Those who are particularly desirous of information concerning the millions of warriors, and the bloody battles in which more were slain than ever fell in all the wars of Alexander, Caesar, or Napoleon, with a particular description of their military works, would do well to read the “Book of Mormon,” made out of the “golden plates” of that distinguished antiquarian Joe Smith!
J. M. Peck, A Gazetteer of Illinois . . . (1834), 53.
This Mormon bulletin or sword fight with the Lamanites sets Napoleon Bonaparte all in the shade. The battle of Waterloo or Trafalgar is not a circumstance to this. Here is 230,000 of God’s people killed, but the 24th that General Mormon saved in his 10,000.
Tyler Parsons, Mormonism Fanaticism Exposed (1842), 27.
That same year that Parson's criticism of the Book of Mormon was was published, John Stephens published, Incidents of Travel in Central America, Chiapas, and Yucatan, which cited historical
accounts of Mesoamerican warfare in Guatemala which helped place Book of Mormon battle numbers in a more favorable light.
One pre-Columbian battle reportedly involved over one hundred and
forty thousand warriors. This was, “the most bloody battle ever fought in the
country” and “the field was so deeply inundated with blood that not a blade of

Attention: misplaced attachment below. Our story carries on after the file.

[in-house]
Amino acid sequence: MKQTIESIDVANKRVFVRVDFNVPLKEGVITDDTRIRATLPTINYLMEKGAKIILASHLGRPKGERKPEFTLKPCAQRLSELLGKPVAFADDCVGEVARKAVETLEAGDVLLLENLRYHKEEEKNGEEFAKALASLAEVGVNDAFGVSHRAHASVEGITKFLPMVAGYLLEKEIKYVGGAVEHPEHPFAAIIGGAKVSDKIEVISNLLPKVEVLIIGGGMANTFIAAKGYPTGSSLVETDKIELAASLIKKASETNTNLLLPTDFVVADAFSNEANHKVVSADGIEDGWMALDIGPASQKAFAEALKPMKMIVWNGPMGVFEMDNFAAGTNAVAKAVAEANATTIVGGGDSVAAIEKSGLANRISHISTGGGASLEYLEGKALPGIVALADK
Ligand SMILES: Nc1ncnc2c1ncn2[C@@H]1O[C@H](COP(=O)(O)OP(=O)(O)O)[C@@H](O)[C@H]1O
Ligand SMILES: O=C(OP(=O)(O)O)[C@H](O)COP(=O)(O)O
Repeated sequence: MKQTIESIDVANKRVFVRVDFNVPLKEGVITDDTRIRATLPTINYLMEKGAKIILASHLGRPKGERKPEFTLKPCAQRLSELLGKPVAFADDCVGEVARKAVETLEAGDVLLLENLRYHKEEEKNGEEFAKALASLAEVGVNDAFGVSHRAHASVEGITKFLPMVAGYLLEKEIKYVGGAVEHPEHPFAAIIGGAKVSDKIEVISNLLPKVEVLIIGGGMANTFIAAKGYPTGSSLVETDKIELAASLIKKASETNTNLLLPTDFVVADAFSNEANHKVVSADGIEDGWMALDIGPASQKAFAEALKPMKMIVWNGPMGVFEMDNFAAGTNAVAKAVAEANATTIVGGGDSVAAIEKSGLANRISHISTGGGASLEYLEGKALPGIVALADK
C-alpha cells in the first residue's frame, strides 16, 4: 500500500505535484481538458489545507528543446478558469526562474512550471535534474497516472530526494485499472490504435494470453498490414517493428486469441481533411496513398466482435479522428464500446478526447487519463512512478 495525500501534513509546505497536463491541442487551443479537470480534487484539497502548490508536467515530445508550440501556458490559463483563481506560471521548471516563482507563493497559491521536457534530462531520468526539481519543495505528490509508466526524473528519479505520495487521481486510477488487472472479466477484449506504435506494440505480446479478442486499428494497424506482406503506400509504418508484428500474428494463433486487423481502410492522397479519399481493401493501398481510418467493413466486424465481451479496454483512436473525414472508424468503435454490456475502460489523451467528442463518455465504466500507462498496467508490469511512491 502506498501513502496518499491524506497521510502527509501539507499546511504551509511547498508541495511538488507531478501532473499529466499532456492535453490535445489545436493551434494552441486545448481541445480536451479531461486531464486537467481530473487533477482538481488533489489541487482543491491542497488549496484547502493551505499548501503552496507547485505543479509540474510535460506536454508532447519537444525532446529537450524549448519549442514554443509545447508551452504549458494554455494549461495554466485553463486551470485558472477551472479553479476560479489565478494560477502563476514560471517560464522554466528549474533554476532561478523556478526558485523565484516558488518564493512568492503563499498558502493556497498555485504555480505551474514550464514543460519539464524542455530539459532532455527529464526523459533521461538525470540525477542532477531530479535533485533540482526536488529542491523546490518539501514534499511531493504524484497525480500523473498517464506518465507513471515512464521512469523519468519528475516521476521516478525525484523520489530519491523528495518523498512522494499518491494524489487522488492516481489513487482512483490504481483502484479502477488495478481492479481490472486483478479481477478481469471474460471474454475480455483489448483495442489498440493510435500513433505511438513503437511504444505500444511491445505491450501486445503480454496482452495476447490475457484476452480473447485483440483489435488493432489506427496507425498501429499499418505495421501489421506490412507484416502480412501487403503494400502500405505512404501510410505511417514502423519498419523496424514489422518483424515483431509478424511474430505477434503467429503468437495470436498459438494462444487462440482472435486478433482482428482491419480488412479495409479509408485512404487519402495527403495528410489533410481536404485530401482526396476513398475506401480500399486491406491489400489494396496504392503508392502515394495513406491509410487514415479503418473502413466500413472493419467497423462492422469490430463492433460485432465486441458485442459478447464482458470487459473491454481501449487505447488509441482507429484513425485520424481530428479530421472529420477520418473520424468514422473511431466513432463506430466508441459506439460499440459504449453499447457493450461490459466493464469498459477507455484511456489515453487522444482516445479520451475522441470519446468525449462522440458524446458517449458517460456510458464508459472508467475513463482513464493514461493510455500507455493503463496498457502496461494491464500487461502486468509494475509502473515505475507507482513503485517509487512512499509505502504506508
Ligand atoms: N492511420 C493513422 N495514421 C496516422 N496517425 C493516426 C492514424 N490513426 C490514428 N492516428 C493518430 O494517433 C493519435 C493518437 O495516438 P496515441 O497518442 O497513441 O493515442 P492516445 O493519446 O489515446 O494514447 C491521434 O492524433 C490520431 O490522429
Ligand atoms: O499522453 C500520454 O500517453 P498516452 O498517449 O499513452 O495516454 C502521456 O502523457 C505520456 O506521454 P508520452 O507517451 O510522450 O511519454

grass could be seen.” (Stephens, Incidents, 1841, 2:173-74).
Pre-Columbian armies and those during the subsequent Conquest of Guatemala are
reported as numbering “sixty thousand,”
“seventy thousand,” “seventy-two thousand,” “eighty thousand,” “ninety
thousand.” (Stephens 2:173-78). Direct correspondences with the Book of Mormon include armies numbering in the
thousands and tens of thousands--Alma 3:26; 28:2, 10-11 (Stephens, 2:173-174, 176-77),
thirty thousand--Mormon 1:11; 2:25 (Stephens 1:100; 2:174), and numbers in the forty thousands--Mormon 2:9). Mormon fought a Lamanite army of forty-four
thousand with an army of forty-two thousand. Stephens mentions Guatemalan
armies of 40,000 and 46,000 (Stephens 2:174, 176), and even forces on one rare occasion said to have numbered over 230,000, the
size of the Nephite force mustered at the hill Cumorah--Mormon 6:11-15 (Stephens 2:176).
Of course historical accounts may or may not be reported accurately. That is another subject of interest. The point here is simply that there are historical accounts consistent with numbers found in the Book of Mormon.
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